Outside the reserve: tired wheat fields, cracked earth, and a maze of footpaths grooved by cheap plastic shoes. The Adivasi village of Jamsoti stews under the sun across a road from the reserve’s entrance. Its huts are stuccoed with cow dung. The wells always run dry after the rains. (The Adivasi haul buckets of water from tanker trucks plying the paved road.) To escape hunger, destitute villagers to must travel to cities to rent their muscles for $2 to $3 a day. Everything is scarce here except time.
“We have lived in this forest before anybody else,” says Ramjatan Prasad, an Adivasi who farms next to Chandraprabha sanctuary. “But the tourists are treated better than us.”
Prasad: short, sun-wizened, wiry. No longer young. Guiding us outside the reserve, he bounds lithely from boulder to boulder like a cat. We see similar quick-footedness among a crew of Kol woodcutters in the thorn forest. Compact as dancers, they ghost through the thorn scrub without misstep or noise.
There are 270,000 Kol Adivasi in surrounding Uttar Pradesh state. In previous times they practiced polygamy. Today, most have converted to Hinduism or Christianity, though their old nature gods are not forgotten: Marang Buru, a mountain deity who controls the rains, is placated with animal sacrifices. Their language is Austroasiatic, suggesting ancient migrations from Southeast Asia or southern China. Their DNA carries gene markers dating from the first Stone Age colonization of Asia.
The Kol number among some 100 million other tribal people in India—a bogglingly diverse population that ranges from tiny holdouts of “uncontacted” islanders in the Indian Ocean to widely dispersed groups of farmers and herders who eke out marginal incomes in the river plain forests of the Ganges or the jungled foothills of the Himalayas. Most are bystanders to India’s story of modernization: its tech booms, its growing middle class. The Adivasi occupy the lowest rungs of the social ladder in India, alongside the Dalits, or so-called “untouchables.” They are largely invisible to India’s majority population. And roughly 10 million have been displaced from their forests and other traditional lands by development projects: dams, mines, industrial agricultural schemes—and conservation areas.
A typical case: In central Madhya Pradesh state, 1,545 Adivasi families lost their farms to a habitat buffer zone for eight endangered Asiatic lions. Shipped by the government to a new village in an arid wasteland, the Adivasi now break rocks into gravel to survive.
At the remote Chandraprabha Wildlife Sanctuary, relations between the forest department and the local Kol minorities don’t seem much better. Common environmental practices like “community conservation”—involving indigenous people in wildlife programs or reserve management—aren’t in evidence. Instead, there is resentment.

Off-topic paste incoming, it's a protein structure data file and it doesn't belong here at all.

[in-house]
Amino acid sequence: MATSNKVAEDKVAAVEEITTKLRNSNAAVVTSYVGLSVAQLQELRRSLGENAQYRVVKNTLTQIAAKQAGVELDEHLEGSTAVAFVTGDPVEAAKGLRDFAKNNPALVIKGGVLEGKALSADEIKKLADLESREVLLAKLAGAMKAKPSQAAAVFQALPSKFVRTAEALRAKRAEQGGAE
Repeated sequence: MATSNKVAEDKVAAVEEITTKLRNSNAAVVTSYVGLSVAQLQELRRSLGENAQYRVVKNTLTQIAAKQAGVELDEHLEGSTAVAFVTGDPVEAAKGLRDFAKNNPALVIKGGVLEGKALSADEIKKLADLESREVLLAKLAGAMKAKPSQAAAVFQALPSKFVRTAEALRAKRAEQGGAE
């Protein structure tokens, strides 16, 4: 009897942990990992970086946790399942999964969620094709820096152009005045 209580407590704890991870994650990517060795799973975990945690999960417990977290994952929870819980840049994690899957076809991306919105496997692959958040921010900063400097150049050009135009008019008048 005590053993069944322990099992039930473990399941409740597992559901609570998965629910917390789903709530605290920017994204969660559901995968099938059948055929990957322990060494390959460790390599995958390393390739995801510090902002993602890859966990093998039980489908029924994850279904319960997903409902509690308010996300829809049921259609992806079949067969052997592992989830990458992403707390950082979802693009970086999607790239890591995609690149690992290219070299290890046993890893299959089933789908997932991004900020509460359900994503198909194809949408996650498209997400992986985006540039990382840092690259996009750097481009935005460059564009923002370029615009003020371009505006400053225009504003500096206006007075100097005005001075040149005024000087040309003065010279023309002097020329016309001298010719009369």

“We had lions introduced here, in the 1960s,” recalls Mohalal Gupta, a retired ranger at the sanctuary. “The last one was killed many years ago, probably poisoned by Adivasi because it was eating their cattle.”
A sanctuary official noted plans to build adventure sports facilities in the isolated reserve—“a zipline, things like that.” An ecotourism plan is also vaguely in the works. But the surrounding Kol communities know nothing of those ideas. Apart from wood gathering privileges, they remain exiles from their forests. They speak of sanctuary officials with a hostile deference that might have been familiar to the maharajas of Benares, who in the 18th century stole the Adivasi’s forests for a royal hunting ground.
“We’ve begged so many times for a road, for a water reservoir, for many things,” Kaloo Prasad, an Adivasi farmer, says with a shrug. “They keep saying, ‘It will happen.’ It never does.”
Bhatia and I walk on.
We pass dramatic foaming cataracts. There, forest rangers shout at tourists who clamber foolishly close to ledges. (“We lose about one visitor a year.”) We trudge through Kol villages sunk into a form of demoralization that is deeper than poverty, that speaks of the utter disorientation and inertia of homelessness. We traverse little used footpaths through rounded tan hills. Down to green river valleys that look like capsule Edens: lush grasslands shaded by peepul trees, rare Kol farmsteads, and trails along which no car in history has ever moved. Bhatia says she has never seen such a primordial India. It is the beauty of utter neglect. Take the people away, and it could be a national park.